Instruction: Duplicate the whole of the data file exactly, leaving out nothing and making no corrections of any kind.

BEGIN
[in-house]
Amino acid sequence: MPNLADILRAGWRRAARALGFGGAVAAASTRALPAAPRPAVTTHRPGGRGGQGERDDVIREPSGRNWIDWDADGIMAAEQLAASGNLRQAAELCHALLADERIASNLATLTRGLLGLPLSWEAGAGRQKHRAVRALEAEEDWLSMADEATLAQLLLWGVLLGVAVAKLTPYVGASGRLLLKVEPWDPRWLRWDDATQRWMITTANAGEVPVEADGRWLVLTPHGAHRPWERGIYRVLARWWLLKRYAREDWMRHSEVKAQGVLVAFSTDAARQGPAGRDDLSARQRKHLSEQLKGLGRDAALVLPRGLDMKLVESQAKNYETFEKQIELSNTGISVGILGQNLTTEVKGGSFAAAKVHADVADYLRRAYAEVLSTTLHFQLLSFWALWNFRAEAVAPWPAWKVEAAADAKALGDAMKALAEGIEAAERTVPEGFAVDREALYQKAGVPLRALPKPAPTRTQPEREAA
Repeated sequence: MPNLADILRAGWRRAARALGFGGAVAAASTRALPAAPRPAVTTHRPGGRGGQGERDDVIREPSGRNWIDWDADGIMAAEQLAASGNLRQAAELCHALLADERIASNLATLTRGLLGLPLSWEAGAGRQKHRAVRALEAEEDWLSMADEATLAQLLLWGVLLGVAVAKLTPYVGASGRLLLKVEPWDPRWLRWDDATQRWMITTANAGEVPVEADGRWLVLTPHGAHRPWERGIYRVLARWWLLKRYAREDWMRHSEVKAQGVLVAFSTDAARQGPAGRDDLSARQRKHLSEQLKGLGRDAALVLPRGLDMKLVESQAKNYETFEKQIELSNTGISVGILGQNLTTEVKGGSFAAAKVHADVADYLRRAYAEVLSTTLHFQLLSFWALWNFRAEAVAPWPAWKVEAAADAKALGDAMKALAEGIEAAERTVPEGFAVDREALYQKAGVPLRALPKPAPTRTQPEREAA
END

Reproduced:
[in-house]
Amino acid sequence: MPNLADILRAGWRRAARALGFGGAVAAASTRALPAAPRPAVTTHRPGGRGGQGERDDVIREPSGRNWIDWDADGIMAAEQLAASGNLRQAAELCHALLADERIASNLATLTRGLLGLPLSWEAGAGRQKHRAVRALEAEEDWLSMADEATLAQLLLWGVLLGVAVAKLTPYVGASGRLLLKVEPWDPRWLRWDDATQRWMITTANAGEVPVEADGRWLVLTPHGAHRPWERGIYRVLARWWLLKRYAREDWMRHSEVKAQGVLVAFSTDAARQGPAGRDDLSARQRKHLSEQLKGLGRDAALVLPRGLDMKLVESQAKNYETFEKQIELSNTGISVGILGQNLTTEVKGGSFAAAKVHADVADYLRRAYAEVLSTTLHFQLLSFWALWNFRAEAVAPWPAWKVEAAADAKALGDAMKALAEGIEAAERTVPEGFAVDREALYQKAGVPLRALPKPAPTRTQPEREAA
Repeated sequence: MPNLADILRAGWRRAARALGFGGAVAAASTRALPAAPRPAVTTHRPGGRGGQGERDDVIREPSGRNWIDWDADGIMAAEQLAASGNLRQAAELCHALLADERIASNLATLTRGLLGLPLSWEAGAGRQKHRAVRALEAEEDWLSMADEATLAQLLLWGVLLGVAVAKLTPYVGASGRLLLKVEPWDPRWLRWDDATQRWMITTANAGEVPVEADGRWLVLTPHGAHRPWERGIYRVLARWWLLKRYAREDWMRHSEVKAQGVLVAFSTDAARQGPAGRDDLSARQRKHLSEQLKGLGRDAALVLPRGLDMKLVESQAKNYETFEKQIELSNTGISVGILGQNLTTEVKGGSFAAAKVHADVADYLRRAYAEVLSTTLHFQLLSFWALWNFRAEAVAPWPAWKVEAAADAKALGDAMKALAEGIEAAERTVPEGFAVDREALYQKAGVPLRALPKPAPTRTQPEREAA